Re: Making a square matrix from two vector
Posted:
Feb 13, 2013 1:51 AM


"Steven_Lord" <slord@mathworks.com> wrote in message <kfdrs7$rn$1@newscl01ah.mathworks.com>... > > > "james bejon" <jamesbejon@yahoo.co.uk> wrote in message > news:kfdpbk$kdo$1@newscl01ah.mathworks.com... > > BrunoI really like this bsxops stuff, and have started using it in some > > of my projects at work. In the process, I've realised something which (at > > least in my view) is rather odd (though is nothing to do with your > > functions), namely the result of: > > > > (1:10).' + 1:10 > > > > % the right way: (1:10).' + (1:10) > > This is intentional behavior. > > http://www.mathworks.com/help/matlab/matlab_prog/operators.html#f038155 > > Parentheses are at level 1 in the precedence order. Transpose is at level 2. > Addition is at level 5. The colon operator is at level 6. Therefore this: > > (1:10).' + 1:10 > > computes (1:10) first (level 1 and level 6 inside the parentheses), then > transposes the result (level 2), then adds 1 to that result (level 5), then > uses that vector as the first input to the colon operator (level 6.) That > just takes the first element as documented on the reference page for COLON. > > http://www.mathworks.com/help/matlab/ref/colon.html > > "If you specify nonscalar arrays, MATLAB interprets j:i:k as > j(1):i(1):k(1)." > > This also explains why your "the right way" resolves the problem; both sets > of parentheses at level 1 are processed before the addition at level 5. > > > This is also why 8^(1/3) gives 2 instead of (1+sqrt(3)*1i) as people > expect and sometimes post about here; exponentiation [8^(1/3)] is at level 2 > while unary minus [ (8^(1/3))] is at level 3. (8)^(1/3) gives the complex > answer. > >  > Steve Lord > slord@mathworks.com > To contact Technical Support use the Contact Us link on > http://www.mathworks.com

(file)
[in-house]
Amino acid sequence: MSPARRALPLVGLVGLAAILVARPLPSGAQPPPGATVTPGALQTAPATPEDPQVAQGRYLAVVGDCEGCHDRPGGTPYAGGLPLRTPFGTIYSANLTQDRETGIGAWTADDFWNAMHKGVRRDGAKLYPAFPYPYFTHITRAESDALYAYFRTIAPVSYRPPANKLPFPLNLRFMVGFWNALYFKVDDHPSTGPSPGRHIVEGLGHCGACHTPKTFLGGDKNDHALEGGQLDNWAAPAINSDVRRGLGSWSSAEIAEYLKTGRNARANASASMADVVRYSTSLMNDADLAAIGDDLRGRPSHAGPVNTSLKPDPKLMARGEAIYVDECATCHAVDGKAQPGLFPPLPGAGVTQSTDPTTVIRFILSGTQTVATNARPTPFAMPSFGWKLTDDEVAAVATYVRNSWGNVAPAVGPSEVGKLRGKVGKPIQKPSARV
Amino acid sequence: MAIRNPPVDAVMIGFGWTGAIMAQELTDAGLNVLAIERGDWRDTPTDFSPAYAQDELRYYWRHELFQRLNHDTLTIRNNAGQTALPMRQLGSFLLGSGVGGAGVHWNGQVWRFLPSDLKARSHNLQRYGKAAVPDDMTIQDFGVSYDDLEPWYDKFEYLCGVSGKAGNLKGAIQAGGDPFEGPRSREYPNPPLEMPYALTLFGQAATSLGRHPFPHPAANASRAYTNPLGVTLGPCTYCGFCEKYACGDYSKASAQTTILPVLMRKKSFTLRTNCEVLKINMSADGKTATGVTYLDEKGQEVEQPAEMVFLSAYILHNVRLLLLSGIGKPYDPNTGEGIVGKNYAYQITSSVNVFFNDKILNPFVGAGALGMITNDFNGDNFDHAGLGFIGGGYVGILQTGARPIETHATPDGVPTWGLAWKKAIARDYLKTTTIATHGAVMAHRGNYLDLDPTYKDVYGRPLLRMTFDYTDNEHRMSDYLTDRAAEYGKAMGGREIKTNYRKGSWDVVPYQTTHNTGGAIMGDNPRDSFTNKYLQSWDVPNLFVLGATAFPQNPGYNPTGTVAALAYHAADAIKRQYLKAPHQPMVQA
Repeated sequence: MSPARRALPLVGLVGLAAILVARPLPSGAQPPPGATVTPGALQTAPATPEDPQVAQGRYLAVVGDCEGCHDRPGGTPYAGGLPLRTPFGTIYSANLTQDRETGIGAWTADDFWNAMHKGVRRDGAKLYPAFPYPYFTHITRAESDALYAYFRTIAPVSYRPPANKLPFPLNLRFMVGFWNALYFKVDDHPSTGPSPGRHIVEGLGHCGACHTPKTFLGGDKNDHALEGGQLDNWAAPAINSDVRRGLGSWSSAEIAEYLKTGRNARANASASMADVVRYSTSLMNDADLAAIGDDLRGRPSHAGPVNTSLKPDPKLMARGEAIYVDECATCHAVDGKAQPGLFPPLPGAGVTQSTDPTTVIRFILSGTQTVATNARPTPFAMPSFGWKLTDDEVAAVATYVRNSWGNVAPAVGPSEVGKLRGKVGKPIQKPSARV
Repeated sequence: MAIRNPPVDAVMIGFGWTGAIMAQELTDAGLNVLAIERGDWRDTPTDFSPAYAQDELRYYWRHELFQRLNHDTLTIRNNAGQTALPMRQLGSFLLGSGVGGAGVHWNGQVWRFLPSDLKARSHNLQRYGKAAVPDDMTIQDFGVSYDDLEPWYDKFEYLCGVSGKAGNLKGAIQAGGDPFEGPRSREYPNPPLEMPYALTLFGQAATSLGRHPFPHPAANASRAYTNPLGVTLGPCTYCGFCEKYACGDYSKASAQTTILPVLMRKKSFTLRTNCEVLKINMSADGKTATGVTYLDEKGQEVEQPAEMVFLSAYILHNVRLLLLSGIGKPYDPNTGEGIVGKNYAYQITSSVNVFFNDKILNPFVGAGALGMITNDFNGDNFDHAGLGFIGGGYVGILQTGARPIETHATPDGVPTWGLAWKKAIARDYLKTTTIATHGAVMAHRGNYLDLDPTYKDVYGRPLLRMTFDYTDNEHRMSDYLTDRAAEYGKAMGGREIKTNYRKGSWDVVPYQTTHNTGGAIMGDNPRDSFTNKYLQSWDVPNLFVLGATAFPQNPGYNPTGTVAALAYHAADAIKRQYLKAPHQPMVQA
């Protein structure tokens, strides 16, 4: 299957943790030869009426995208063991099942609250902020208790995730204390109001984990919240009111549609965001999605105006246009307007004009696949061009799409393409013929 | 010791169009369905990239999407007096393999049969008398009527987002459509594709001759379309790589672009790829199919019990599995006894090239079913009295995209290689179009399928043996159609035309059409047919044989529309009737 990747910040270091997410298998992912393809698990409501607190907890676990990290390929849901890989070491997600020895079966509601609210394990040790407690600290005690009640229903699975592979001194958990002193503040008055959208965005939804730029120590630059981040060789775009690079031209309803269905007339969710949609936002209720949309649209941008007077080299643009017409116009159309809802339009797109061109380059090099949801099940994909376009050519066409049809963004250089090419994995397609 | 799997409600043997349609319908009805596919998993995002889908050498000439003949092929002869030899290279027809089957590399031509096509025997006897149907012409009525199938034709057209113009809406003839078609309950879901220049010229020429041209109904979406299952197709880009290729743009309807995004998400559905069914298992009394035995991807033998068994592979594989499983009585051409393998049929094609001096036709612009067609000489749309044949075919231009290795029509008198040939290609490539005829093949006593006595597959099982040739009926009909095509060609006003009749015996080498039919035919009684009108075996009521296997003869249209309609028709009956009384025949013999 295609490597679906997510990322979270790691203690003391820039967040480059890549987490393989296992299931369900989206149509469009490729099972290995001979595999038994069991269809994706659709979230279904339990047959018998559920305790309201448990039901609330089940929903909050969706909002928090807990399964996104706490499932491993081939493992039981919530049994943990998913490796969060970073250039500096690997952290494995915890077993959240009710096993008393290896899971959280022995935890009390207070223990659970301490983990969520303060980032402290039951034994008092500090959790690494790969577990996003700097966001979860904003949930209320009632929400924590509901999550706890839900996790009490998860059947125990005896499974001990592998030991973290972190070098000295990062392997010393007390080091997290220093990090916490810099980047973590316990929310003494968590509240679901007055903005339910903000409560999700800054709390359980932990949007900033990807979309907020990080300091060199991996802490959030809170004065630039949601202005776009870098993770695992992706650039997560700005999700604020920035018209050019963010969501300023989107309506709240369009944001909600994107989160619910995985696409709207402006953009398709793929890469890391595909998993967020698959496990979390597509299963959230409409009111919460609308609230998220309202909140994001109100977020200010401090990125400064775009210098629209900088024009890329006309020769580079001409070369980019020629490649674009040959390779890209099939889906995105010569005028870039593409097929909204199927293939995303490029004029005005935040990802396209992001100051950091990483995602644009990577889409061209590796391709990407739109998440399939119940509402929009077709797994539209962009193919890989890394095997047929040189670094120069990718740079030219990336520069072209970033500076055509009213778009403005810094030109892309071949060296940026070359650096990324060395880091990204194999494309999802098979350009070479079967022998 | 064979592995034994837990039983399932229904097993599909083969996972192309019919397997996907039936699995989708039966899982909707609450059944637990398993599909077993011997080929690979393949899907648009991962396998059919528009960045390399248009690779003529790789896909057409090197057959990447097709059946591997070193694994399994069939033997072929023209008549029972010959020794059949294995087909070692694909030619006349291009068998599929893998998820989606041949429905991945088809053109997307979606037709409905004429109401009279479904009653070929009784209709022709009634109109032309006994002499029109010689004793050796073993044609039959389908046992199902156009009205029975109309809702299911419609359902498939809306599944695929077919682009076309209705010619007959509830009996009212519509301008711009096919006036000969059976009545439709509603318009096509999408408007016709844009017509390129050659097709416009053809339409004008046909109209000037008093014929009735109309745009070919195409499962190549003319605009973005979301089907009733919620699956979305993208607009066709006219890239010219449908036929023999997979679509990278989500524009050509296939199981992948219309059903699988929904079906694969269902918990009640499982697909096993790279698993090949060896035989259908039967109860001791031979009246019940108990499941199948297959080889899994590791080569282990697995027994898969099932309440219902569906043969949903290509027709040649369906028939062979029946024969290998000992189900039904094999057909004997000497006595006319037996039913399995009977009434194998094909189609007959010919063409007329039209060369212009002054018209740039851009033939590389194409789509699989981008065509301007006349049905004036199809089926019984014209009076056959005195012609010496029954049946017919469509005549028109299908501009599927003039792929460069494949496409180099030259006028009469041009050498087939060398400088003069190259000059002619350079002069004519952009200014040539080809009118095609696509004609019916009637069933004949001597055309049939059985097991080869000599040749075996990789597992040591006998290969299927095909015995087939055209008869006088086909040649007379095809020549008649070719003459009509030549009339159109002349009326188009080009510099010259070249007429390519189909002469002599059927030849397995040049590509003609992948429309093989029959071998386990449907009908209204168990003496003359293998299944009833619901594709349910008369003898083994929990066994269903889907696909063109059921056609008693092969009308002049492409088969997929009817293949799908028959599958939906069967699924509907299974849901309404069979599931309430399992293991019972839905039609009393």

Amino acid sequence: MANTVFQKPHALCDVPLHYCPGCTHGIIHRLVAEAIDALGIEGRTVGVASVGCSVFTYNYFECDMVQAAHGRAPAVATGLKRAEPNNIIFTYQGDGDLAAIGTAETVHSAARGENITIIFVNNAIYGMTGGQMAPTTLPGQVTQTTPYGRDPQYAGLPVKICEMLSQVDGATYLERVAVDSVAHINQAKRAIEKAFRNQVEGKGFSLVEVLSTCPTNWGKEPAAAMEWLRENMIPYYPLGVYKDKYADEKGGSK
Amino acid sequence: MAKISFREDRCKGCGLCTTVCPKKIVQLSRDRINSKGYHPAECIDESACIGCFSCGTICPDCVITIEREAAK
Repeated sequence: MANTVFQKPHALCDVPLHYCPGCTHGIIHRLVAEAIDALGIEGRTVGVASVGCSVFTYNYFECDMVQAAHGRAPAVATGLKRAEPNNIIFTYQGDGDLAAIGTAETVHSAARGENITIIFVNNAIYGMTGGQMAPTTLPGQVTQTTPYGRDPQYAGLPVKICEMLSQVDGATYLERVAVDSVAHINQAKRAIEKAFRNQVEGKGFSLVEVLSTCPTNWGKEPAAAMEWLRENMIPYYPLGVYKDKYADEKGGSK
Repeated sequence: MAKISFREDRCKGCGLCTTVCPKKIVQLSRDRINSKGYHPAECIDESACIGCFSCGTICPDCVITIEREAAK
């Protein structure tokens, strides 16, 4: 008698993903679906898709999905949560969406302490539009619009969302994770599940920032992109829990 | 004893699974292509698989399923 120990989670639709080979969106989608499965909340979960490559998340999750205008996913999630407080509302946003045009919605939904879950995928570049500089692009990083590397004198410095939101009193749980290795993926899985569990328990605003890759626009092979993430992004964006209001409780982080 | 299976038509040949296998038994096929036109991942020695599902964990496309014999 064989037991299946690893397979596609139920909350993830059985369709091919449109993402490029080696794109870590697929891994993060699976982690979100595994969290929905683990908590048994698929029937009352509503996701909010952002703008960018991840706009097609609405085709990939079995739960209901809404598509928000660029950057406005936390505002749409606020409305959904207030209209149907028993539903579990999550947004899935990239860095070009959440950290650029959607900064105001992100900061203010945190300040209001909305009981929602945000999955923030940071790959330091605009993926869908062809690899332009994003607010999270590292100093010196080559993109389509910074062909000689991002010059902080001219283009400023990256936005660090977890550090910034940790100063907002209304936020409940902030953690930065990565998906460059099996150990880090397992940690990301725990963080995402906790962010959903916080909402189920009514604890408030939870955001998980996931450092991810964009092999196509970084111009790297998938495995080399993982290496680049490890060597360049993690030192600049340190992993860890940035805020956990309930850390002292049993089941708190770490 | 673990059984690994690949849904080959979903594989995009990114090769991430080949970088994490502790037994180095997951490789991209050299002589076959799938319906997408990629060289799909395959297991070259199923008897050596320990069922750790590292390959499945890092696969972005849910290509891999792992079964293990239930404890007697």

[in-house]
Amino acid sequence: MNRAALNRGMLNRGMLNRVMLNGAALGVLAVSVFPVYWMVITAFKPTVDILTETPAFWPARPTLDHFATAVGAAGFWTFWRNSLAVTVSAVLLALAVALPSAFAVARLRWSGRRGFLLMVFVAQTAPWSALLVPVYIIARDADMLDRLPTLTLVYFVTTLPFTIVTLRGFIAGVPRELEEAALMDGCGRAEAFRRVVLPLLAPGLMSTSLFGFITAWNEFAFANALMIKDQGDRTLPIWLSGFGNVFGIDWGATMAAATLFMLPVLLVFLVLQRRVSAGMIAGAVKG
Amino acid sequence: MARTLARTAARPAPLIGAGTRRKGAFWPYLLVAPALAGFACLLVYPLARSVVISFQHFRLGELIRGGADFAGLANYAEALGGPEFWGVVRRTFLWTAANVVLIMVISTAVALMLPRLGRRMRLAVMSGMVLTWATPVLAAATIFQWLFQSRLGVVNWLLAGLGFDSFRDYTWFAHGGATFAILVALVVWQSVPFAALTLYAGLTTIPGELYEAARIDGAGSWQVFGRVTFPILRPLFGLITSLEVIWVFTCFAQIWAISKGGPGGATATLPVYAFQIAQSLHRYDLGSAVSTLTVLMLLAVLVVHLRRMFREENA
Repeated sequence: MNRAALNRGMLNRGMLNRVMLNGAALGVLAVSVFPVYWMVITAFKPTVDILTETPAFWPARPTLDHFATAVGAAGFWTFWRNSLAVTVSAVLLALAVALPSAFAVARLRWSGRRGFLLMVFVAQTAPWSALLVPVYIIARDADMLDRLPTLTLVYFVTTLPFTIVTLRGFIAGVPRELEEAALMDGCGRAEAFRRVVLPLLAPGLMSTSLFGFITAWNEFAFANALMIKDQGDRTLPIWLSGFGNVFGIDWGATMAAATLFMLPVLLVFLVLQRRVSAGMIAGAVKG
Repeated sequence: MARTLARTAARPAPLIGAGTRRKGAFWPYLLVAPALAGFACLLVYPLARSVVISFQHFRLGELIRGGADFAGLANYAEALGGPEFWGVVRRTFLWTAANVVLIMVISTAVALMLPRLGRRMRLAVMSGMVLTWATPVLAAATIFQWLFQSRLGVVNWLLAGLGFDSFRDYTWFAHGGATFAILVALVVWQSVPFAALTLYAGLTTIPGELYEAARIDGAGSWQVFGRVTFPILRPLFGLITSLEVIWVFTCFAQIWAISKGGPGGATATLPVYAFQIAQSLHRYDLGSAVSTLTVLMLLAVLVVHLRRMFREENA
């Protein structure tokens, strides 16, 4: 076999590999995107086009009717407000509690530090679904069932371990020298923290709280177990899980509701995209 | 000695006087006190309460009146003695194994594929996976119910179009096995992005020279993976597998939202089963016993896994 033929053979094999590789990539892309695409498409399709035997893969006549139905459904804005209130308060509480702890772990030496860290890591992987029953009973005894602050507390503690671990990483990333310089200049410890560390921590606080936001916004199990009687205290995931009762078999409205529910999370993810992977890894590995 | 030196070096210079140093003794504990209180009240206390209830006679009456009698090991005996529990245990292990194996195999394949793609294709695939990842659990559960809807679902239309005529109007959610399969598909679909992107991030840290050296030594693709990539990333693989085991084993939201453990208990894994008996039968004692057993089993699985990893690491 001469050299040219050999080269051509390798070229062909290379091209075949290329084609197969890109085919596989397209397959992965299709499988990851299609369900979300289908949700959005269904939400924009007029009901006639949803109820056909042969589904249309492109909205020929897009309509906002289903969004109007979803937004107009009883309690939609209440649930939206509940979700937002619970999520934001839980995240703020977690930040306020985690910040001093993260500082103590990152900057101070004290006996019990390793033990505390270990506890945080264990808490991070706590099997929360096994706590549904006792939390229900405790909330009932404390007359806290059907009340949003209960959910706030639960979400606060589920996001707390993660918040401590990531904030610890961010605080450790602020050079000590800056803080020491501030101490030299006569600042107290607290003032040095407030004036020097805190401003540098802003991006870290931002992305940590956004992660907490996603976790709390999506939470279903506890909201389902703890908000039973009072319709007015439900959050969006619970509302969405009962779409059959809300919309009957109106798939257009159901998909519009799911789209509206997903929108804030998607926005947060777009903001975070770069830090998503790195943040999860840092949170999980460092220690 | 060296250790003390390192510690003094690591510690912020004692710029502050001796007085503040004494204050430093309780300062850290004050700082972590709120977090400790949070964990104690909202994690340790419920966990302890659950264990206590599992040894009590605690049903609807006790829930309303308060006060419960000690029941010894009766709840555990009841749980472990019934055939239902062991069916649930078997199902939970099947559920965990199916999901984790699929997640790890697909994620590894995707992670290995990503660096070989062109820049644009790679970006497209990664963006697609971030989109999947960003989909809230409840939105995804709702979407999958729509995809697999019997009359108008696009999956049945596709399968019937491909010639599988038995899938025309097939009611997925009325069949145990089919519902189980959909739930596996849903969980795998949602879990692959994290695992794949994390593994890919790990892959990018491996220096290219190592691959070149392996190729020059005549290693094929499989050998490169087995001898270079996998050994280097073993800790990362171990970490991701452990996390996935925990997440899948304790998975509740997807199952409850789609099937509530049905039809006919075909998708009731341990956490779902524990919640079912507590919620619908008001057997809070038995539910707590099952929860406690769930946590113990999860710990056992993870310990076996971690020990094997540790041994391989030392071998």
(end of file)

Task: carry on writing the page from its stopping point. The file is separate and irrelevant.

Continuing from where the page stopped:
Thanks for the explanation.